for all the euro questioners

Apr 19th, 2002, 11:00 PM
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for all the euro questioners


if you are still confused with the euro, visit this link and you will find ALL the correct information about europe and euro:

cari saluti

Apr 20th, 2002, 03:21 AM
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Hi Christina. I was curious, did you find the transition to the Euro confusing. For your own use. Thanks.
We are going to Italy soon and I am actually looking forward to not dividing by two and dropping the zeros.
Apr 20th, 2002, 06:00 AM
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ciao sherry

no, i didn't had a problem with the lire/euro change. frankly i was happy to have the euro and with this, my "old" system of numbers back. i grew up in switzerland and it was sometimes confusing for me as well with all the zeros here.

have a nice day!

tanti saluti

Apr 20th, 2002, 11:12 AM
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Hi, Sherry! The transition was surprisingly easy, even for older people. I changed from Finnish markka to euro, and when I last month travelled in Spain and Portugal, I found it so great when I could just use the same money I use at home. On the last day there I found I needed more cash, so I found myself thinking: "Now how much do I need for one day? How much should I get from the ATM?" Until it came to me that it really doesn´t matter, I don´t have to exchange anything at home.
Apr 22nd, 2002, 11:41 AM
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Apr 22nd, 2002, 11:56 AM
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Ok, silly question but I don't know the answer -

Dollars = Euro's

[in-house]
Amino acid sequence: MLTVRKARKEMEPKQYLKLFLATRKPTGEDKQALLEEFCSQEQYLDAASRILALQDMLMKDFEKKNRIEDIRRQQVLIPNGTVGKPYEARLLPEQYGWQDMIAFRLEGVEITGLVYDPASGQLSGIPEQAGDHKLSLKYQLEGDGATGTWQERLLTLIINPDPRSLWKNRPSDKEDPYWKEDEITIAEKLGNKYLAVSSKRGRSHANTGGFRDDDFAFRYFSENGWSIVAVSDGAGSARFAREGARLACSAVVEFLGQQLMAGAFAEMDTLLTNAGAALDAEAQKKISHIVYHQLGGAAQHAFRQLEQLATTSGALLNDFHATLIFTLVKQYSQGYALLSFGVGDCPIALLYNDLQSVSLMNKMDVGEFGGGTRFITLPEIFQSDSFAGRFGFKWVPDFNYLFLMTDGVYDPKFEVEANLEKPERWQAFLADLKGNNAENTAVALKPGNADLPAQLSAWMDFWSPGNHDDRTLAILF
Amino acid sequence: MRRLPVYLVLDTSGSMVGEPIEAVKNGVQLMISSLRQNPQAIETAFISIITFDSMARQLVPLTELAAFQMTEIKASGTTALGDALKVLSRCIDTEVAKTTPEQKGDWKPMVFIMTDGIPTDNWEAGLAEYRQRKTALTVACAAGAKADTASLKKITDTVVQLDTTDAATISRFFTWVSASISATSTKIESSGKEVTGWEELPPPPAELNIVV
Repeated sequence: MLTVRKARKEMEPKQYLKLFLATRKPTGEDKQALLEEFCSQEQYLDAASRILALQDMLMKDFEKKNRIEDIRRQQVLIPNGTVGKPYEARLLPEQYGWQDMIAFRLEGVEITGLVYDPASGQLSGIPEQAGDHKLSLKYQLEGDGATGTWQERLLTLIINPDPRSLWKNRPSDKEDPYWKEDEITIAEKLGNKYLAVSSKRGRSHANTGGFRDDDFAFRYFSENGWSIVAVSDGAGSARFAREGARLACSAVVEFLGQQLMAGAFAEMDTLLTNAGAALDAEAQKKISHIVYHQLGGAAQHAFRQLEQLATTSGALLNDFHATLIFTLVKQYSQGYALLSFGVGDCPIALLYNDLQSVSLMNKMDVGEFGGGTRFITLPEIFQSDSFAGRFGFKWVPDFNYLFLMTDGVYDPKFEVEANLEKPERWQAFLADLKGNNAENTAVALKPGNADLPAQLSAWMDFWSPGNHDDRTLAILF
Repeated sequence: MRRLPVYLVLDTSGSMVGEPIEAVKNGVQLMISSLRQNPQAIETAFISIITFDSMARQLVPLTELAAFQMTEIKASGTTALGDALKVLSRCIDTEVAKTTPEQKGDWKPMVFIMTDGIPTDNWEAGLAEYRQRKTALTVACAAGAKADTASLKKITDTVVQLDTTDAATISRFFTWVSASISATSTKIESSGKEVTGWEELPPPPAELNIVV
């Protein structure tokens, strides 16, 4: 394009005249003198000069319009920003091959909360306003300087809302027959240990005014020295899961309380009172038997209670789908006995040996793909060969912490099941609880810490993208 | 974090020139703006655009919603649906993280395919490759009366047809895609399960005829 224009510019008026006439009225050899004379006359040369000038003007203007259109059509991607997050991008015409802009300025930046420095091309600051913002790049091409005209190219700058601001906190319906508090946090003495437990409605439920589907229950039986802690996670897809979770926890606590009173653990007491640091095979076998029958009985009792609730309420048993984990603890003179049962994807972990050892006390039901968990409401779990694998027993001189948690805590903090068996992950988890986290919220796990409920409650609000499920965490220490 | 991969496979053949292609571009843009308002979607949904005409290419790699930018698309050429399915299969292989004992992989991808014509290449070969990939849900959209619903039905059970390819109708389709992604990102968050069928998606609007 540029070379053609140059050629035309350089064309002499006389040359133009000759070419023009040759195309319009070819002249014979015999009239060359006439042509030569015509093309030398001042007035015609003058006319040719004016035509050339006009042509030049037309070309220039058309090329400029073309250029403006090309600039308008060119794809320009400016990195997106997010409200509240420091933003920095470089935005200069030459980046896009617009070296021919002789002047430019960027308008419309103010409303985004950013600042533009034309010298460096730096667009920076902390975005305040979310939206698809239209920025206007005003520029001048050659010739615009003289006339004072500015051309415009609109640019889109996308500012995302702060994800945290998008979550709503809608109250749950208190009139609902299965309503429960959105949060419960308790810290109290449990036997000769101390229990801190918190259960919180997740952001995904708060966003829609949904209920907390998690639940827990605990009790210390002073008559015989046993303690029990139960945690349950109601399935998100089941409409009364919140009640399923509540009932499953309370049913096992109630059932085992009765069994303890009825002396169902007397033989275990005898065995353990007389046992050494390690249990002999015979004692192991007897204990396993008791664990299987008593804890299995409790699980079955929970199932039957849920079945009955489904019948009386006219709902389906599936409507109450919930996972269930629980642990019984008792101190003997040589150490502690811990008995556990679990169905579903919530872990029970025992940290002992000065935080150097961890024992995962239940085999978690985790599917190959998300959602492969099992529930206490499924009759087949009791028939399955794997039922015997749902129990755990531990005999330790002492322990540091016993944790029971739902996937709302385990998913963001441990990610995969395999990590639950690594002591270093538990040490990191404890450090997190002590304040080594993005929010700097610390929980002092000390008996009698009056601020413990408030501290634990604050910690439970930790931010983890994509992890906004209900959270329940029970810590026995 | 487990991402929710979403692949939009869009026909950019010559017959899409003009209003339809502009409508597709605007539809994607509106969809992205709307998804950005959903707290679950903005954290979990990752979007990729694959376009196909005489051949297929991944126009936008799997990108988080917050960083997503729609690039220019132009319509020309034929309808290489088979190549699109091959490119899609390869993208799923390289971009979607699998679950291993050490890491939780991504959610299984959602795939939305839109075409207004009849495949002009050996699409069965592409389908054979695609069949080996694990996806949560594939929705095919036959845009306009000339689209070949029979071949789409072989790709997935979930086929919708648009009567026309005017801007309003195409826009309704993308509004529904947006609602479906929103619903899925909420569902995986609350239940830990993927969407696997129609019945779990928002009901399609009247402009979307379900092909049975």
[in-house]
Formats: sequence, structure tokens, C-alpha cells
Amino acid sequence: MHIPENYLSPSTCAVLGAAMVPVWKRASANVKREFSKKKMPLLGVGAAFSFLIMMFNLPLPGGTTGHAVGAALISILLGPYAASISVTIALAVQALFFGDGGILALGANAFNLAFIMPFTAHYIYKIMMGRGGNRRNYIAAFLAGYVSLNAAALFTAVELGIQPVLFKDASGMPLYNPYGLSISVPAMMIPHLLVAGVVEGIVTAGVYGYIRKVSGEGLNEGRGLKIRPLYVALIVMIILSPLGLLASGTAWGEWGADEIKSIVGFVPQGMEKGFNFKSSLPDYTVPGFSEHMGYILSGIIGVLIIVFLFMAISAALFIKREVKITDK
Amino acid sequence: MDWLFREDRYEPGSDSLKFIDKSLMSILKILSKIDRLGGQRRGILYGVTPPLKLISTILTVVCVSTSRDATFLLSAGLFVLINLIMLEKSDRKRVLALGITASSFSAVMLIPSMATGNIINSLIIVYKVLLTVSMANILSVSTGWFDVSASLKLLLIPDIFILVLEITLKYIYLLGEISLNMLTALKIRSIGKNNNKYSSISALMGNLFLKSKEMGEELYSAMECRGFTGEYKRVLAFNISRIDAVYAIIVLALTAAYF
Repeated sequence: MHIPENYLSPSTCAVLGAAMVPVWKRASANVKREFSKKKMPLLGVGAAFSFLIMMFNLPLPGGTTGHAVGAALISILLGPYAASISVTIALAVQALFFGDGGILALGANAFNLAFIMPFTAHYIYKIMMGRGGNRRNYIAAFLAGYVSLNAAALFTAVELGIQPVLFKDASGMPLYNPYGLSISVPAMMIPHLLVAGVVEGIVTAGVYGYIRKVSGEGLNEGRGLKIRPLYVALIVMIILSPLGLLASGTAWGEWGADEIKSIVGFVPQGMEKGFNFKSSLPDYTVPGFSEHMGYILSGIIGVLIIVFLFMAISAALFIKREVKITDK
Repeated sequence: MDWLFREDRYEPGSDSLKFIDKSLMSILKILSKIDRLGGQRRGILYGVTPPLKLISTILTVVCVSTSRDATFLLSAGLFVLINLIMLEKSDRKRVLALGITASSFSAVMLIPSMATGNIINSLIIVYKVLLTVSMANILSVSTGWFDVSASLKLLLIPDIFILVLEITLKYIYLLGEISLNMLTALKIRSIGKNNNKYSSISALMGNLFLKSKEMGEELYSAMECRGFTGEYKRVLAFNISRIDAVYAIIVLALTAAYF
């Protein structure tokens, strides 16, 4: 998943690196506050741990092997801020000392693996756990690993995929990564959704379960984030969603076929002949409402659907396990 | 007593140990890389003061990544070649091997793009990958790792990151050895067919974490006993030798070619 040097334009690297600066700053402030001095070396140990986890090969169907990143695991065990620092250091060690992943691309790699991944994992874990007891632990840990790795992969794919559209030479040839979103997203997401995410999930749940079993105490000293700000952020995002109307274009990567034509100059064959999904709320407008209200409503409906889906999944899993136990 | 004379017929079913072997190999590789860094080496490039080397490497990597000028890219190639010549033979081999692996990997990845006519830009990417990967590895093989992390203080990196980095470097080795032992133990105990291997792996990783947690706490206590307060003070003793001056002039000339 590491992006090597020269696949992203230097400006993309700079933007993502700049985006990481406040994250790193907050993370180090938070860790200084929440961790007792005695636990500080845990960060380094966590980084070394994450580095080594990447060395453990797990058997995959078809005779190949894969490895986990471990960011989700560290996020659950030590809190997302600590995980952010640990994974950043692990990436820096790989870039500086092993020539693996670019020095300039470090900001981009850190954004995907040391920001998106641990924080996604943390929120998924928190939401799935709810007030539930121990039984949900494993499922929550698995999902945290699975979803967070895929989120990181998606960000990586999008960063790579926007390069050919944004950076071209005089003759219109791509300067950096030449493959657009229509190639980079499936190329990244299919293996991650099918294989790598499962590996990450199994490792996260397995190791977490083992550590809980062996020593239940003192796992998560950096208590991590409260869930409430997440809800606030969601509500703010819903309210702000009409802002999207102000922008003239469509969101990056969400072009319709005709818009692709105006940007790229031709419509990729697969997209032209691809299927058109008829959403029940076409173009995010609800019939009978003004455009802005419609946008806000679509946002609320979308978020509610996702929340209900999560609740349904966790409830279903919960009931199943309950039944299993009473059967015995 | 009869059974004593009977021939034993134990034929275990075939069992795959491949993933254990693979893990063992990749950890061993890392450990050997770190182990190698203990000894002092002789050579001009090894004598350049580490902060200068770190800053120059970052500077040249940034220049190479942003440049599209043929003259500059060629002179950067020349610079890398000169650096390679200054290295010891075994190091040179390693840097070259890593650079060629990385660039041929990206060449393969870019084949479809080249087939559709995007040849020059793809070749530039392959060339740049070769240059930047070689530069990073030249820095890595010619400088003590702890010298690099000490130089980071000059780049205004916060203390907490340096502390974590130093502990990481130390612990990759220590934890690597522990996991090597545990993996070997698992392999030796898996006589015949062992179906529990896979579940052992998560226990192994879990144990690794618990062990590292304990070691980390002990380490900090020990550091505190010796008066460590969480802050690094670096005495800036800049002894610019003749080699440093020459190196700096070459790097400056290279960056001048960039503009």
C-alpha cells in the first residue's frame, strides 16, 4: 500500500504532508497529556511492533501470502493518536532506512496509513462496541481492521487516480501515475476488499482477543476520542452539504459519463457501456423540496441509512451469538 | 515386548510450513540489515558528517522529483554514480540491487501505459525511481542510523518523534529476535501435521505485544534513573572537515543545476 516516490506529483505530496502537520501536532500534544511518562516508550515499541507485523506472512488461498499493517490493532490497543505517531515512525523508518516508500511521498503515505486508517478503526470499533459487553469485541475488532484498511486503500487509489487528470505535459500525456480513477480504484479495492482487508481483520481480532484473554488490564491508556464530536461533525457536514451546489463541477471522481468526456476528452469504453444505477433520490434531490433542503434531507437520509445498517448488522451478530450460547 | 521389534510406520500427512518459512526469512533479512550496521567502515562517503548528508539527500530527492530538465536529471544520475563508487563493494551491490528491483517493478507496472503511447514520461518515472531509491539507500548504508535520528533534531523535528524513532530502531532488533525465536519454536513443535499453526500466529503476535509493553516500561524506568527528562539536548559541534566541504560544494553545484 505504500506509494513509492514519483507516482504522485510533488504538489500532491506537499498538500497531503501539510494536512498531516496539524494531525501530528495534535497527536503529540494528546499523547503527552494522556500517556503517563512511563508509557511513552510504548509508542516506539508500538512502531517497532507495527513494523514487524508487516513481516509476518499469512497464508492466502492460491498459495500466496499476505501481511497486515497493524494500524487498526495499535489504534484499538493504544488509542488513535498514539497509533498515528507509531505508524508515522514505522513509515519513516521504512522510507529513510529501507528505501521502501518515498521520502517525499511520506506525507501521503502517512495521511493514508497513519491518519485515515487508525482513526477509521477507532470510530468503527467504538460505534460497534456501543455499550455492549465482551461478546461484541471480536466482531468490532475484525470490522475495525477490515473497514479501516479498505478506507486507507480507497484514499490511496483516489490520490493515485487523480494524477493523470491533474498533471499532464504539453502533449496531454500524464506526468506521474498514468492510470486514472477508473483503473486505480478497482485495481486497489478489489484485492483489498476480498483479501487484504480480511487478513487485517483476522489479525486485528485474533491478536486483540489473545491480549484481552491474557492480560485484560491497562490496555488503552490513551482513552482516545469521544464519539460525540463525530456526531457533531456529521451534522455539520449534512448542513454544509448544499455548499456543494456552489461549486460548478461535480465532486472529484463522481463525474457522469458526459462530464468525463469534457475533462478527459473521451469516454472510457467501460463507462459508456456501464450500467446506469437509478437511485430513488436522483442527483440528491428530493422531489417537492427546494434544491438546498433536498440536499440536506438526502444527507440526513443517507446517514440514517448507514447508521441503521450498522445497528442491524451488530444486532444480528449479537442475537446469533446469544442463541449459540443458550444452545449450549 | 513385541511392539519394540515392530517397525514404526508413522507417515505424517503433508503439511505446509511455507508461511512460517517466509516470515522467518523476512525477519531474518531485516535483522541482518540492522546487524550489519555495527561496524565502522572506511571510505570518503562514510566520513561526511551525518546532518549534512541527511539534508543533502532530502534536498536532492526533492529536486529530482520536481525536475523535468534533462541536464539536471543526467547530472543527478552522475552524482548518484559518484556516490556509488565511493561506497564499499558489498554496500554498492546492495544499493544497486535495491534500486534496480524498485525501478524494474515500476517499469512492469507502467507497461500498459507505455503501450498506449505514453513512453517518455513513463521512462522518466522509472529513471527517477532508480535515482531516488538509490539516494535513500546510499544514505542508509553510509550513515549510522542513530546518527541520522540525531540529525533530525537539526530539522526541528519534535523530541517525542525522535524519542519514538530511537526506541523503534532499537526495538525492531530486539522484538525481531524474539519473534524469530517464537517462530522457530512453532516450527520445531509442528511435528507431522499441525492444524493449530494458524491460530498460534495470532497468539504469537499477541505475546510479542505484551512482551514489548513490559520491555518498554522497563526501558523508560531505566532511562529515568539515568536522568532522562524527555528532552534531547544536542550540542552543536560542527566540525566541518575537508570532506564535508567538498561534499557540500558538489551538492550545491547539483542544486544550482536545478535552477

Cents = ?

I really don't know what the answer is - could someone tell me what the equivalent is in Euros to Cents?

Apr 22nd, 2002, 11:58 AM
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Never mind - I went to the Euro link above and found my own answer -

Cents = Cents
Apr 22nd, 2002, 11:59 AM
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What's really fun is that each country has its own design or designs on one side of the coins. The one euro coins are especially fun. I admired, of course, Italy's choice, Michelangelo's design of man, but Ireland has a beautiful harp. I was at dinner with people from France, England and Sweden, and apparently it's a big deal now among their children to collect one from every country.

By the way, some news source did a survey, and Italy's coinage design was ranked No. 1. I like it, but I sure like that Irish harp, too.

I have been amazed at how quickly people have adopted. I am the one, the Americana, who fumbles, because there is more coinage than I am used to in the U.S. and the one cent pieces are so tiny. It's funny to see something that used to cost 10,000 lire now costs (don't hold me to this) 4.93 euro. I think it's great but a friend of mine misses the cabbage-roll feel of the lire, when your wallet was stuffed with bills, you felt rich and everything seemed make-believe.

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